Estate Planning

In the summer flurry of packing and planning to transition their high school student to college life, many parents overlook the legal documents that can help families in the event of a student’s financial or health emergency. As many parents learn the hard way when their child suffers a physical or mental health crisis, the law generally prohibits a hospital or medical provider from sharing information about their adult child without their child’s consent regardless of whether the child
Continue Reading Home for the Holidays: Give the Gift of Legal Planning for your College Student

The circumstances involving Anne Heche’s estate are a stark reminder of the uncertainties that may exist following the death of a loved one and the issues that can arise even when someone thinks they have their estate plan in place.

Heche’s (Possible) Will

When the Emmy Award-winning actress died after a fiery car crash in August 2022, she left behind two sons. After her death, her former partner, James Tupper, the father of the younger of Heche’s sons, came
Continue Reading Anne Heche’s Will Contest: A Cautionary Tale

As individuals grow older, they are often inclined to add a child to their financial accounts to assist them with paying bills and managing assets. While this strategy is convenient, it can lead to financial abuse and can also derail estate plans.

A joint account is a financial account with one or more owners, who both have rights of survivorship. Upon the death of one owner, the balance of the account passes to the surviving owner without probate, regardless
Continue Reading How Joint Accounts Can Ruin Your Estate Plan

My husband just recently opened a new account at one of those online, do-it-yourself, investment companies.  He promises that with the tiny amount of money I was willing to allow him to experiment with that he will make us tons of money.  After he got the account set up, he asked me to sit beside him so he could show me what he had done.  As he was showing me the fancy website and all of the different gadgets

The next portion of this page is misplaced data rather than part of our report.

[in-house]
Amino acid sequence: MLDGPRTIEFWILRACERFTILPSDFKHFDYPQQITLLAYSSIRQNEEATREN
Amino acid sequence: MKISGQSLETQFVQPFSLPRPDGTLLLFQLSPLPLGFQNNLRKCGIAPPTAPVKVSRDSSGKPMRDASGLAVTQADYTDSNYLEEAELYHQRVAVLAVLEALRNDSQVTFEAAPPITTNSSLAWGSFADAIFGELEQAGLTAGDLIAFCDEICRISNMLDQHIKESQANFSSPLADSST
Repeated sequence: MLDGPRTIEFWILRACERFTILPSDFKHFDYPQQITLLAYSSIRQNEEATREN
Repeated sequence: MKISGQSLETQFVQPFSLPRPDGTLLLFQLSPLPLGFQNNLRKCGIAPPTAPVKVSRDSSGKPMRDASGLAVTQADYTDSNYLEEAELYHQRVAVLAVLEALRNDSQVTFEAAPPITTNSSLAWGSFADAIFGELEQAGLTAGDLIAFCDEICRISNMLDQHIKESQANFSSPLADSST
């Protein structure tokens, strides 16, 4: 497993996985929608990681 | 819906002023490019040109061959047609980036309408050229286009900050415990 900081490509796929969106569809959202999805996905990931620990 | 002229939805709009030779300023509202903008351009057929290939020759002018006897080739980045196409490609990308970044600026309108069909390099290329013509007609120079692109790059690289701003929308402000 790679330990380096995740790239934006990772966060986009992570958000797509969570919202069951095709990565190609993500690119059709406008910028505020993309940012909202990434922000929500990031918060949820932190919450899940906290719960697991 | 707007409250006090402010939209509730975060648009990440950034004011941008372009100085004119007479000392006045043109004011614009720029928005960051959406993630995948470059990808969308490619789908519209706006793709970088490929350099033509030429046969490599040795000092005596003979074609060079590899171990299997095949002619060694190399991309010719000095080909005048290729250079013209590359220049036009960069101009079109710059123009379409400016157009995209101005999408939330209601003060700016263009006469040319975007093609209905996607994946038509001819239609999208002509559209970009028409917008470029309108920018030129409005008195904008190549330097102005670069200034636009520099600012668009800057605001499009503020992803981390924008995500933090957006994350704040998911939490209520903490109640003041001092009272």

Continue Reading How is That Account Titled?

Estate planning isn’t just for the elderly. Young farmers can also benefit from taking a quick look at their own estate and succession plans.

It is not uncommon for the estate and succession planning process to focus on the older generation, as they may be the individuals that have the most assets to plan for, are aging, and/or have health issues. However, planning can be just as important for the younger generation who may be the future owners, key
Continue Reading Estate Planning for Young Farmers

COVID-19, the job market, and now inflation consume us. Older Americans and those with disabilities are more drastically affected by all three, especially due to the consistent need for quality caregiving services in an unstable economy.

In January 2019, a Harvard Business School Report compelled the country to acknowledge the “caregiving shortage crisis,” which has only worsened post the pandemic. Millions of seniors and people with disabilities require long-term services and support, and most want these services at
Continue Reading Drafting Caregiver Agreements that Combat the Caregiving Crisis

One of the most common questions asked by our clients is, “What is the difference between a will and a trust, and which is right for me?”  Last week, I provided a brief summary of the differences between these two common estate planning tools in a vlog.  You can view the vlog here.  In this blog post, I’ll provide more details about the distinguishing factors.

Wills and trusts share some commonalities, including:

  • You may use a will or


Continue Reading Will or Trust: Which is Right for Me?

The worldwide equity market tumult is creating some unique and unprecedented challenges. However, plunging asset values are presenting some rare opportunities in wealth planning that are often only seen once in a generation. Below are some strategies you may wish to incorporate into your estate and tax planning during this time.

Basic Estate Planning: Now, more so than ever, it is important to make sure your family is provided for in your estate plan. This means reviewing your current
Continue Reading Estate and Tax Planning During Market Tumult